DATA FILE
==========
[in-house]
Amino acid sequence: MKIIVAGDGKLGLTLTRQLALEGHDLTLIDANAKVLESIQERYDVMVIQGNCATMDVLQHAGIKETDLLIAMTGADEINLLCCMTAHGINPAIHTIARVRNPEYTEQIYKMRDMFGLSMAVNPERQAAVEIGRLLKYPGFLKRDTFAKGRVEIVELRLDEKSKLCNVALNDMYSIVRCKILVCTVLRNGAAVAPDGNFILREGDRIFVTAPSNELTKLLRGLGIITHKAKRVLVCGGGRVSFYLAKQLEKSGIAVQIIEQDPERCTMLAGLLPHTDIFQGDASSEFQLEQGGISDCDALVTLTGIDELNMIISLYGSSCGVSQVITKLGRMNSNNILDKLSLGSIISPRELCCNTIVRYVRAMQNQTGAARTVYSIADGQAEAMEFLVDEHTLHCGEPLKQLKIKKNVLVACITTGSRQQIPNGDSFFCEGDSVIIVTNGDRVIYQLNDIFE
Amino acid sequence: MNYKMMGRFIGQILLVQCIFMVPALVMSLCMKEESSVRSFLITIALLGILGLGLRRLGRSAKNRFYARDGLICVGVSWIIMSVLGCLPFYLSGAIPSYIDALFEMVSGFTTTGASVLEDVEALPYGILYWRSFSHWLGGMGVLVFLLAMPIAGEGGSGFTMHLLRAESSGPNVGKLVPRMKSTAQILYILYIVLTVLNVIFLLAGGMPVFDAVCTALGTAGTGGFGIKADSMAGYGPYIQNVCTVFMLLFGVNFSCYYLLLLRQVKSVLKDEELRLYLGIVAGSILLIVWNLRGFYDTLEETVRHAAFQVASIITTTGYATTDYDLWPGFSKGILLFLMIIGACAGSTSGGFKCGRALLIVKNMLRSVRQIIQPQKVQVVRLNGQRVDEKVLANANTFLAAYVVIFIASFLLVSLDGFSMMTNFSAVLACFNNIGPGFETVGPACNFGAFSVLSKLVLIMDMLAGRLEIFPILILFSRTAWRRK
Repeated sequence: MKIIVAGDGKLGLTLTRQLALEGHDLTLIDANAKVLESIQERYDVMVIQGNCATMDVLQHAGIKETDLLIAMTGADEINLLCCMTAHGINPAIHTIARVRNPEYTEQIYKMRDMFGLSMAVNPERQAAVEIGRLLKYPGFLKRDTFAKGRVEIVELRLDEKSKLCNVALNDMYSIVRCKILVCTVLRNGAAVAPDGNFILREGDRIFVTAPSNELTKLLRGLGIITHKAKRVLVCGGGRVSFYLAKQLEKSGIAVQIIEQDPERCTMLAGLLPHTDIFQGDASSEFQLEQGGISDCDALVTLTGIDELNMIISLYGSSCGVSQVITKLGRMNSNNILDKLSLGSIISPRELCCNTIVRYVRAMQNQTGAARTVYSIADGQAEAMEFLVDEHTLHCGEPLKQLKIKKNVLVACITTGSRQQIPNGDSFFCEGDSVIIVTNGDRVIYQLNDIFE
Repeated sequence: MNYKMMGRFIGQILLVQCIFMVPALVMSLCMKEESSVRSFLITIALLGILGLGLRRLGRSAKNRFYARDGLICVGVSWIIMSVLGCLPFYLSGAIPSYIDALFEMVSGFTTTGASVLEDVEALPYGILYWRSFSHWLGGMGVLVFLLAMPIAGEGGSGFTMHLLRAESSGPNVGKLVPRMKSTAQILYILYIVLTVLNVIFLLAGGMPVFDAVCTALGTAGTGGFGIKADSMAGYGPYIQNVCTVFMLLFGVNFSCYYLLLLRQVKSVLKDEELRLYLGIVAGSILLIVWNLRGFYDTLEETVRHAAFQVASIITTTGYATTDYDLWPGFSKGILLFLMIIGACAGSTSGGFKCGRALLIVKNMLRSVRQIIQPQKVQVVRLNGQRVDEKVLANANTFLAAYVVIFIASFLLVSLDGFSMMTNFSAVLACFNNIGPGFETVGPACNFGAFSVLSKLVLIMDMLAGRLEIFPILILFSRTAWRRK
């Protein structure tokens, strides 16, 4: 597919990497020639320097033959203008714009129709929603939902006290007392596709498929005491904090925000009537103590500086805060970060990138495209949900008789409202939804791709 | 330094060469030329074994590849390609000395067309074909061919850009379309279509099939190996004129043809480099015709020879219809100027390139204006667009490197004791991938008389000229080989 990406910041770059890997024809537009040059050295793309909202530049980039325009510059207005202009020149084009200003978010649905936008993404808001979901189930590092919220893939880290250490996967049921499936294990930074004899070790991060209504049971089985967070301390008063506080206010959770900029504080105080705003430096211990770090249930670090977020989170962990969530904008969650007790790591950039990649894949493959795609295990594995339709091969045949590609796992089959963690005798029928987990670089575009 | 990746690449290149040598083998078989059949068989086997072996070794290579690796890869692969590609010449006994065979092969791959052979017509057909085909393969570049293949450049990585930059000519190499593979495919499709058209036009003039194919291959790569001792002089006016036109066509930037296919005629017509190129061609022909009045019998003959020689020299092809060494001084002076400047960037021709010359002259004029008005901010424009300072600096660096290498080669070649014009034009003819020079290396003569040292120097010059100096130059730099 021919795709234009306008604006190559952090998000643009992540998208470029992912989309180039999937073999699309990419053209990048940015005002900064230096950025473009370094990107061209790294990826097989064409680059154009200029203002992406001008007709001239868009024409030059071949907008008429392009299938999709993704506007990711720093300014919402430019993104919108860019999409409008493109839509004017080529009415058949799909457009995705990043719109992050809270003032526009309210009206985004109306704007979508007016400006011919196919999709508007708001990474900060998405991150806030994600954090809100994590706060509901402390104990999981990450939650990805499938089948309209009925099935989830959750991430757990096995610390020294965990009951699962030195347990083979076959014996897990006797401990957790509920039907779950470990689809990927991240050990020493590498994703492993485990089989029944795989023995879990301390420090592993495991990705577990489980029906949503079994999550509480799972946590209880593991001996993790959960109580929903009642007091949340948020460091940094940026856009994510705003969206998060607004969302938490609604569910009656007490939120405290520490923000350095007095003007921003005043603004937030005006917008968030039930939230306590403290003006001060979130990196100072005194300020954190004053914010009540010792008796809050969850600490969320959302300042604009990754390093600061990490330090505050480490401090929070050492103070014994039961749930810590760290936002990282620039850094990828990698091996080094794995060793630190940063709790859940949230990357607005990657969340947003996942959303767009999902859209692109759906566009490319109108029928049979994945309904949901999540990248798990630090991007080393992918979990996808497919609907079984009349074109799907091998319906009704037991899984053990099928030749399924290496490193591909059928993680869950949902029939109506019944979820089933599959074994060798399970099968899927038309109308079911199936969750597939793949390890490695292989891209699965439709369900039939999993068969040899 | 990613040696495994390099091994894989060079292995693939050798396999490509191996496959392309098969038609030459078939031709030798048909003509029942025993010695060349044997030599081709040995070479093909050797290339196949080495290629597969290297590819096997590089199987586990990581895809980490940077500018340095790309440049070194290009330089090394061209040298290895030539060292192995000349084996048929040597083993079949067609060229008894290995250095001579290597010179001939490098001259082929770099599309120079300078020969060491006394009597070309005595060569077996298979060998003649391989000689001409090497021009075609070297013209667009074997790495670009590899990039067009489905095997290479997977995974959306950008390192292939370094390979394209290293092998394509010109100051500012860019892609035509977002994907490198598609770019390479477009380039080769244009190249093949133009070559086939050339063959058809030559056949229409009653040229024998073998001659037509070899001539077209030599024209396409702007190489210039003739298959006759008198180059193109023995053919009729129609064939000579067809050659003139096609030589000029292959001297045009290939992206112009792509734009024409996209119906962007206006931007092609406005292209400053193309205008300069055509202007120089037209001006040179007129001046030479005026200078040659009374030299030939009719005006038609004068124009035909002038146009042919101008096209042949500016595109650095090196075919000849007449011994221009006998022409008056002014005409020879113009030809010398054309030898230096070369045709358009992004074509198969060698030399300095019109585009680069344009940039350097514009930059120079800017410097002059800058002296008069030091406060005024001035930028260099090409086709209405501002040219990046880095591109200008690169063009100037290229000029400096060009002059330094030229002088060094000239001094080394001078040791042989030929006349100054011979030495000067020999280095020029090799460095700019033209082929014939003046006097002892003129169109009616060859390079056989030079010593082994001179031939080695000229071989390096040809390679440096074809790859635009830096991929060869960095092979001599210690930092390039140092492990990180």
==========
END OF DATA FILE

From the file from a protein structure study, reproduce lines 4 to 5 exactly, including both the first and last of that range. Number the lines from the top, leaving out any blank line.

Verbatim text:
Repeated sequence: MKIIVAGDGKLGLTLTRQLALEGHDLTLIDANAKVLESIQERYDVMVIQGNCATMDVLQHAGIKETDLLIAMTGADEINLLCCMTAHGINPAIHTIARVRNPEYTEQIYKMRDMFGLSMAVNPERQAAVEIGRLLKYPGFLKRDTFAKGRVEIVELRLDEKSKLCNVALNDMYSIVRCKILVCTVLRNGAAVAPDGNFILREGDRIFVTAPSNELTKLLRGLGIITHKAKRVLVCGGGRVSFYLAKQLEKSGIAVQIIEQDPERCTMLAGLLPHTDIFQGDASSEFQLEQGGISDCDALVTLTGIDELNMIISLYGSSCGVSQVITKLGRMNSNNILDKLSLGSIISPRELCCNTIVRYVRAMQNQTGAARTVYSIADGQAEAMEFLVDEHTLHCGEPLKQLKIKKNVLVACITTGSRQQIPNGDSFFCEGDSVIIVTNGDRVIYQLNDIFE
Repeated sequence: MNYKMMGRFIGQILLVQCIFMVPALVMSLCMKEESSVRSFLITIALLGILGLGLRRLGRSAKNRFYARDGLICVGVSWIIMSVLGCLPFYLSGAIPSYIDALFEMVSGFTTTGASVLEDVEALPYGILYWRSFSHWLGGMGVLVFLLAMPIAGEGGSGFTMHLLRAESSGPNVGKLVPRMKSTAQILYILYIVLTVLNVIFLLAGGMPVFDAVCTALGTAGTGGFGIKADSMAGYGPYIQNVCTVFMLLFGVNFSCYYLLLLRQVKSVLKDEELRLYLGIVAGSILLIVWNLRGFYDTLEETVRHAAFQVASIITTTGYATTDYDLWPGFSKGILLFLMIIGACAGSTSGGFKCGRALLIVKNMLRSVRQIIQPQKVQVVRLNGQRVDEKVLANANTFLAAYVVIFIASFLLVSLDGFSMMTNFSAVLACFNNIGPGFETVGPACNFGAFSVLSKLVLIMDMLAGRLEIFPILILFSRTAWRRK